According to a study funded by the Colorado Department of Environment and Public Health, a group of post-traumatic stress disorder (PTSD) sufferers who used marijuana within a single year showed a greater reduction of symptom adversity than the control group.
The research also showed the PTSD sufferers who used cannabis were 2.57 times more likely to no longer comply with DSM-5 standards for the mental condition.
The study was published in the Cannabis and CBD Research Journal and found that marijuana has the potential of being PTSD’s alternative treatment. However, random placebo-controlled tests are required to analyze safety and ascertain how different cannabis preparations affect functioning and PTSD.
Based on the Forbes report explaining the study, the researchers monitored two groups suffering from PTSD for one year and one group took authorized medical marijuana but the other PTSD group didn’t take any marijuana.
The 150 research participants, with a 50.67 average age and 73% male, exceeded the DSM principles for post-traumatic stress disorder. At the start of the experiment, the participants were analyzed for the condition and the severity of their symptoms. The analysis was conducted again after every three months.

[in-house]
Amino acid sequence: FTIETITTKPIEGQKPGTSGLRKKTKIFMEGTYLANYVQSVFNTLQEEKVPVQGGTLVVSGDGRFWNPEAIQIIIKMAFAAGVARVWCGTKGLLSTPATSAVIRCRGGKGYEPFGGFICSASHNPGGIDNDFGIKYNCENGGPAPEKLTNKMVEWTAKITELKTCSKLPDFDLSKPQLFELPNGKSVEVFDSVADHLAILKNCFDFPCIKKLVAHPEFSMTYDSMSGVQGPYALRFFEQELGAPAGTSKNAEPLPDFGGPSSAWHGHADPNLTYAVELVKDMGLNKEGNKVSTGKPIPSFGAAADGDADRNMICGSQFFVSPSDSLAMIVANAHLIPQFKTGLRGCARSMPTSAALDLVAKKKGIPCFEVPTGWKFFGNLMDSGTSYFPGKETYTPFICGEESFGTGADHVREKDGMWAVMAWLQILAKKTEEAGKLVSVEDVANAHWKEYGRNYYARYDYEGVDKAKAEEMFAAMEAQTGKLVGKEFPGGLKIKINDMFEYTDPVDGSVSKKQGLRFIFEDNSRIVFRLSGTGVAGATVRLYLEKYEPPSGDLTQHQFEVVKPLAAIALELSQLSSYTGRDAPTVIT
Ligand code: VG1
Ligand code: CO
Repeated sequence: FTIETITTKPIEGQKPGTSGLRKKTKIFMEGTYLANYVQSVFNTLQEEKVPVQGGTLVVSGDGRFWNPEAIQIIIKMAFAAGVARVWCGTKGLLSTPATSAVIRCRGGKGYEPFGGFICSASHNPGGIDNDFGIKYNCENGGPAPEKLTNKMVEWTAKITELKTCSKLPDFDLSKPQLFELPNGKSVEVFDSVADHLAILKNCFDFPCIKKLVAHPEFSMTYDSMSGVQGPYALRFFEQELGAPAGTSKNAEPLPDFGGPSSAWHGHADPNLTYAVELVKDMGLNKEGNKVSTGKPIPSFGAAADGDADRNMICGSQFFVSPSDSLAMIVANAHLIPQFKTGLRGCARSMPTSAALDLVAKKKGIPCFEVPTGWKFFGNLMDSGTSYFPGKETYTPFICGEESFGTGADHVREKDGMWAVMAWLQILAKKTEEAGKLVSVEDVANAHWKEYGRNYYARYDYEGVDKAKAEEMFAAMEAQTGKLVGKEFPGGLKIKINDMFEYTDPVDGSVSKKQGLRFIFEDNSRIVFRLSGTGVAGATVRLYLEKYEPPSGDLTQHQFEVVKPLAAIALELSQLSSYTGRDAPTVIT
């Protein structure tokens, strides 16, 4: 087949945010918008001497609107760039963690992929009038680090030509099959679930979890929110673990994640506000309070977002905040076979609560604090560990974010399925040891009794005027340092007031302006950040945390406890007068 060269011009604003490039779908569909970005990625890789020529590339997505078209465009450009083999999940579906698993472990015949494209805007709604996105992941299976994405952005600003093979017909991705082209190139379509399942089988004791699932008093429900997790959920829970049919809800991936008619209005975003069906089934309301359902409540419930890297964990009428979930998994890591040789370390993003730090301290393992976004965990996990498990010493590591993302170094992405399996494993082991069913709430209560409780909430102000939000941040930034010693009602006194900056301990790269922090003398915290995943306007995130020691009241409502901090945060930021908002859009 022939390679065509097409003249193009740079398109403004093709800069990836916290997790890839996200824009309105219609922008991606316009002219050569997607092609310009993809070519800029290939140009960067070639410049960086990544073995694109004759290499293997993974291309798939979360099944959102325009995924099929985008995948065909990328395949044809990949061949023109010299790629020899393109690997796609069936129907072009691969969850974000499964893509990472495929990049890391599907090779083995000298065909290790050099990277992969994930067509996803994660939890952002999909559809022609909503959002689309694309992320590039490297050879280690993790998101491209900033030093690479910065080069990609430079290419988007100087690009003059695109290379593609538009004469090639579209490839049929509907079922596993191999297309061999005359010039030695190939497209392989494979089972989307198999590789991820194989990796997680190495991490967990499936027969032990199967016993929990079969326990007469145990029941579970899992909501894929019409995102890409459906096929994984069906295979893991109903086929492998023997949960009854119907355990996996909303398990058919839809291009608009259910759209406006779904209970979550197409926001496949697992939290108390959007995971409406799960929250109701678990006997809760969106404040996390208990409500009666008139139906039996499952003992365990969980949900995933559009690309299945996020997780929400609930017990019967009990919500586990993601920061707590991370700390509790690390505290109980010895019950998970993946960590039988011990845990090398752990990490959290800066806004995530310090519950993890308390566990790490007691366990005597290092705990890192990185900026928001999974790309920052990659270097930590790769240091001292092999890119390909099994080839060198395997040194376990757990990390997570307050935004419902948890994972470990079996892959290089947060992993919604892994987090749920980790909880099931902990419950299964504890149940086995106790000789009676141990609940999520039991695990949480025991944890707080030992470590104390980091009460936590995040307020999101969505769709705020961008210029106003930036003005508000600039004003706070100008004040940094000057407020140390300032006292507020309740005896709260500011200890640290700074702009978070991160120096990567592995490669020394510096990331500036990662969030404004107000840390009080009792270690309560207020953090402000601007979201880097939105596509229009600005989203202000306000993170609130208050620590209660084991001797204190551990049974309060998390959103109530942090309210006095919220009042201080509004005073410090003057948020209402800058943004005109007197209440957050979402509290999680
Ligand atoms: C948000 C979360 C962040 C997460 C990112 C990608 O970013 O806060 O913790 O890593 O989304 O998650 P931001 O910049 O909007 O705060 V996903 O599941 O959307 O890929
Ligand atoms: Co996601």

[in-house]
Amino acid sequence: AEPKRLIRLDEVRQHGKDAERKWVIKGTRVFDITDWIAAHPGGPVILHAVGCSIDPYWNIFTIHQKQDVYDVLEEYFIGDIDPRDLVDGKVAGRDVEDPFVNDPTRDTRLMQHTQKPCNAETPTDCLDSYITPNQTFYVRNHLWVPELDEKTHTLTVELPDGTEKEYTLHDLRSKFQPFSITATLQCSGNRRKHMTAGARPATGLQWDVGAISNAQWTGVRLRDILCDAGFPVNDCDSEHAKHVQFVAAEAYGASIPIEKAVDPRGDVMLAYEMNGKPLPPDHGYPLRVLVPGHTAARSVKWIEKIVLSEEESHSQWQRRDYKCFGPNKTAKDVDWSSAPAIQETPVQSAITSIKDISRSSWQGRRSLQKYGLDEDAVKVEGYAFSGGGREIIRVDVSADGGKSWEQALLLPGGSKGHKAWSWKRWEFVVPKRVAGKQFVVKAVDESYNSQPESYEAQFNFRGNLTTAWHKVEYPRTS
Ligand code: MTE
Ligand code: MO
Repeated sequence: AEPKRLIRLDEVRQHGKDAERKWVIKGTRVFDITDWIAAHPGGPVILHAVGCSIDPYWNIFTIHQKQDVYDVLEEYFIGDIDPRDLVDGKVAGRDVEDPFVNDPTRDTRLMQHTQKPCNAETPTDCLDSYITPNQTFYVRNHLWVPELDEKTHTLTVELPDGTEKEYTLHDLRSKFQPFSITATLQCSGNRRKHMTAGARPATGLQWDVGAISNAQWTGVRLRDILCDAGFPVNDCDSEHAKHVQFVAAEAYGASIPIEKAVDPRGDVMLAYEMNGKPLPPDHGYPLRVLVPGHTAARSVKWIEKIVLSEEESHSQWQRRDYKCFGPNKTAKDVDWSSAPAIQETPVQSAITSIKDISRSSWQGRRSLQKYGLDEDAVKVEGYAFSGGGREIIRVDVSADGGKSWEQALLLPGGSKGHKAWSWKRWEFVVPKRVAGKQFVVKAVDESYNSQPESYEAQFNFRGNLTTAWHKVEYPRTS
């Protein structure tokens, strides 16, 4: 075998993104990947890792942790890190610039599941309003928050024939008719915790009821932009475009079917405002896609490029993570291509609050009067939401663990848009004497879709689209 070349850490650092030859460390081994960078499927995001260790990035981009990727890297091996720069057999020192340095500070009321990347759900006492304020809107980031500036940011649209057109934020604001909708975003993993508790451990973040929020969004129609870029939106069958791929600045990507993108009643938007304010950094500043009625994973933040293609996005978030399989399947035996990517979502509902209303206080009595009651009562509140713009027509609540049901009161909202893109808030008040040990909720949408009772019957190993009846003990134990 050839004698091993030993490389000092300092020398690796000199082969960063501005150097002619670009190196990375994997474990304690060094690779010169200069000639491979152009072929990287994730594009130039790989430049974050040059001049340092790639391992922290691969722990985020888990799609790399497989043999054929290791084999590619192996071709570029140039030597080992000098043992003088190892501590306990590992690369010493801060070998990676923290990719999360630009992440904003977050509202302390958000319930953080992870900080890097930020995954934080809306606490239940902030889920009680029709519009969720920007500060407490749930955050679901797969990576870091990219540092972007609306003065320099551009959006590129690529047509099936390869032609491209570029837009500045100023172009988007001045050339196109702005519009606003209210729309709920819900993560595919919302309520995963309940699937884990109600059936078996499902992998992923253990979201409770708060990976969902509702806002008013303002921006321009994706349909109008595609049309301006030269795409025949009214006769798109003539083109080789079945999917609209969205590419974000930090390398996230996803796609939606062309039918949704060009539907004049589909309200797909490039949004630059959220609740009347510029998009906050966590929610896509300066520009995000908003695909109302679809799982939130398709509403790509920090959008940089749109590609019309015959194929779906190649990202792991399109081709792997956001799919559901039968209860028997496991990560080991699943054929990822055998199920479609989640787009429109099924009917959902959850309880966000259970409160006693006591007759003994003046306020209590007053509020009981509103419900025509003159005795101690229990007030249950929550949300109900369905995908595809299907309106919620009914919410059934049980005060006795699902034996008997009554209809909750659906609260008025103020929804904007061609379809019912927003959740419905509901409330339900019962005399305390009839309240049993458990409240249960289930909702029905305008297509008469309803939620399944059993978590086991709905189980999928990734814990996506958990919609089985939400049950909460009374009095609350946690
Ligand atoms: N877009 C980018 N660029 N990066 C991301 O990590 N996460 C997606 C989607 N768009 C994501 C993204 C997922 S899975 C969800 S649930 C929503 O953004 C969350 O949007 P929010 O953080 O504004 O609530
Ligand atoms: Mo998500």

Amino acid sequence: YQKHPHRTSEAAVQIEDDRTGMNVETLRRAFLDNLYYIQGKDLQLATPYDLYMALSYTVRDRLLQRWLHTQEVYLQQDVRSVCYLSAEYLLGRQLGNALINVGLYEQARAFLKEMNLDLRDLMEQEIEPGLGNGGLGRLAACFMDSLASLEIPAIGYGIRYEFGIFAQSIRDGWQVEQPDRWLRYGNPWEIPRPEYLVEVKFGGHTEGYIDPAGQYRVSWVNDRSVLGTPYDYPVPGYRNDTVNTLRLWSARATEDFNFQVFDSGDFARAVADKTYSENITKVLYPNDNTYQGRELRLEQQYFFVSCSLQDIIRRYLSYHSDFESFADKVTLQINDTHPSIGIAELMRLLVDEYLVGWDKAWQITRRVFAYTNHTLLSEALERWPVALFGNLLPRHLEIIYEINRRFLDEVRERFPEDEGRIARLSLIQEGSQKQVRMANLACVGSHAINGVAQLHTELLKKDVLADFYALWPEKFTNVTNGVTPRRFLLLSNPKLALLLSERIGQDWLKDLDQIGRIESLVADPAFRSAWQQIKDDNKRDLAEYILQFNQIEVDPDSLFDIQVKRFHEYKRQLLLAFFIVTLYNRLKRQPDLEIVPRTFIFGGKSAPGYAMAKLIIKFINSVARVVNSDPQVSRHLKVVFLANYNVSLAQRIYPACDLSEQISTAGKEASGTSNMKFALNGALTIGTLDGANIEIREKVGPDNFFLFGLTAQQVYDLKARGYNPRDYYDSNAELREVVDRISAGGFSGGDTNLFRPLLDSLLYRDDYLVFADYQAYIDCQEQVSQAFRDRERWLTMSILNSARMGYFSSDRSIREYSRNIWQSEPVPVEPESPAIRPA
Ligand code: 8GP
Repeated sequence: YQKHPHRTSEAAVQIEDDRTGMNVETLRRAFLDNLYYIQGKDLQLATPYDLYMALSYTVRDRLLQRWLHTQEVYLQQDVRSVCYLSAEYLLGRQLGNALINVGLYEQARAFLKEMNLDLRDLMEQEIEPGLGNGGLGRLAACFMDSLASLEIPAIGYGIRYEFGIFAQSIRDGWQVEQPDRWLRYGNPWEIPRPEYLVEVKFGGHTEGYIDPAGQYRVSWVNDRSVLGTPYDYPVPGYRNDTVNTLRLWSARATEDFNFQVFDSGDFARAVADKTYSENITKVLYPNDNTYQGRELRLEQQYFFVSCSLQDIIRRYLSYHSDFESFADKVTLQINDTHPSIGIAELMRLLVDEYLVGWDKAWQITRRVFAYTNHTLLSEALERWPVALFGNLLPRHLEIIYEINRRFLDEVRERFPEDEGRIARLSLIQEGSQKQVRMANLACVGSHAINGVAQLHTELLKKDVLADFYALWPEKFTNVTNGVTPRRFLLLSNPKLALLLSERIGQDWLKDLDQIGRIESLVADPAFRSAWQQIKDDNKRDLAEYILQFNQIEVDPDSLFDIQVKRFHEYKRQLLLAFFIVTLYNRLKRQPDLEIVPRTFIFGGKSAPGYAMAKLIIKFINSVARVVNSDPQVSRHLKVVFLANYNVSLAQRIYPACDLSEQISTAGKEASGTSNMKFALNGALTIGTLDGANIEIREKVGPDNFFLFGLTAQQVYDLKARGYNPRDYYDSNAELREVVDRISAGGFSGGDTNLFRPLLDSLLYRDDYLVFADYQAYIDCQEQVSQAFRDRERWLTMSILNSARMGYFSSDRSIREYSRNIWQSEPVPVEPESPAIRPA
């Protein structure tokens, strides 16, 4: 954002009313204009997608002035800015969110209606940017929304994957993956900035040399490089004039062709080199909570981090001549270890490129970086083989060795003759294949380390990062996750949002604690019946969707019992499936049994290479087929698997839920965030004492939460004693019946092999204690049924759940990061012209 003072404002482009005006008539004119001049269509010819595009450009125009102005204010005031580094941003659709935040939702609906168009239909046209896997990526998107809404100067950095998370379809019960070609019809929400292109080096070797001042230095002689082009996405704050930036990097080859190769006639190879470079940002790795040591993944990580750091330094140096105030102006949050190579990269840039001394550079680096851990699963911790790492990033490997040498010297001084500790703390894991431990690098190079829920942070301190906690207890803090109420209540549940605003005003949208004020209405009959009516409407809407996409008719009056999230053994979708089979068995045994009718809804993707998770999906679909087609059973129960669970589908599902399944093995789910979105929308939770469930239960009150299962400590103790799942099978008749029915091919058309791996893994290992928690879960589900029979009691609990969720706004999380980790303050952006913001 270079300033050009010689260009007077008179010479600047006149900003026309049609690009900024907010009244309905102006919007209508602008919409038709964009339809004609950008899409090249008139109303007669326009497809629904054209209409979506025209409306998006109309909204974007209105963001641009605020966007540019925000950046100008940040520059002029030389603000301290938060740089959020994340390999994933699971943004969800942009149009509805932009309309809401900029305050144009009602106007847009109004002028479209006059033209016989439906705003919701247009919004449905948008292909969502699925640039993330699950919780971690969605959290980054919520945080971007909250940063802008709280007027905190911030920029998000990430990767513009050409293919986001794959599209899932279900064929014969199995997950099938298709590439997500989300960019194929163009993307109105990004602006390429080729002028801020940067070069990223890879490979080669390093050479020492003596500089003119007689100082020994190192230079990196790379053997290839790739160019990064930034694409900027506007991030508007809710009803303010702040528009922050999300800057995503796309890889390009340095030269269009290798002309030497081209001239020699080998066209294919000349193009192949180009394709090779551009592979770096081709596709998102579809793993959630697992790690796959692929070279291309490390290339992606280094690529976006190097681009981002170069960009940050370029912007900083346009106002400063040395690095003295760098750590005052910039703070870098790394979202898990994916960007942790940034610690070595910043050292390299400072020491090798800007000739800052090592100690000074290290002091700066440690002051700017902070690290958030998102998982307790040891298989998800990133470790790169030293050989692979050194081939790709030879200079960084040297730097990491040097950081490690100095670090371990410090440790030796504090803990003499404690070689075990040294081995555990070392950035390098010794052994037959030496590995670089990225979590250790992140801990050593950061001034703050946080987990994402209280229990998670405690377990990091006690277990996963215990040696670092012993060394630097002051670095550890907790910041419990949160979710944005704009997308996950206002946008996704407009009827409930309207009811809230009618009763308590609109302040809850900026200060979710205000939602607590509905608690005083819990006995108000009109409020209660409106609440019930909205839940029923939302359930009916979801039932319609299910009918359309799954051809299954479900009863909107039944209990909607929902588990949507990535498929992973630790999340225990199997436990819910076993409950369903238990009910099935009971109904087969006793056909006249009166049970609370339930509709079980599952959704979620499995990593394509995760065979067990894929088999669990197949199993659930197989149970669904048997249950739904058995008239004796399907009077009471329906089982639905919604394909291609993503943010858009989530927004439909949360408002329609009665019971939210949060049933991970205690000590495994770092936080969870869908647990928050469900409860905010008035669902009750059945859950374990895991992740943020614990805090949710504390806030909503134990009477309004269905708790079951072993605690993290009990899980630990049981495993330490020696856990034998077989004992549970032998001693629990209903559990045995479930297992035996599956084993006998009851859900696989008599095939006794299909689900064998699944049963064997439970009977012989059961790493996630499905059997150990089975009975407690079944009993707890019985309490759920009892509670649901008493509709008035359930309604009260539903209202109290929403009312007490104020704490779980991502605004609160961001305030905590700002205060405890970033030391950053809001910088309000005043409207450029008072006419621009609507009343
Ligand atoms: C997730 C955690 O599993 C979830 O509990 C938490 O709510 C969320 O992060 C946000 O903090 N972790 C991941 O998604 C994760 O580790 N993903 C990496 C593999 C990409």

Urine tests were used to confirm marijuana use. The report says that a larger portion of the seventy-five participants who took cannabis used high-THC content flowers.
The study was carried out by researchers at Pennsylvania University, California University, Colorado University and the Medicine School of Johns Hopkins. It adds to the budding department of scientific literature to back MJ’s function as a PTSD therapeutic.
In June, a study launched by researchers at Washington State University entailed data from over 400 PTSD victims and concluded that marijuana minimized PTSD’s immediate symptoms. It reduced irritation by 67%, anxiety by 57%, flashbacks by 51% and returned the mental pictures of a traumatic scenario by around 62%.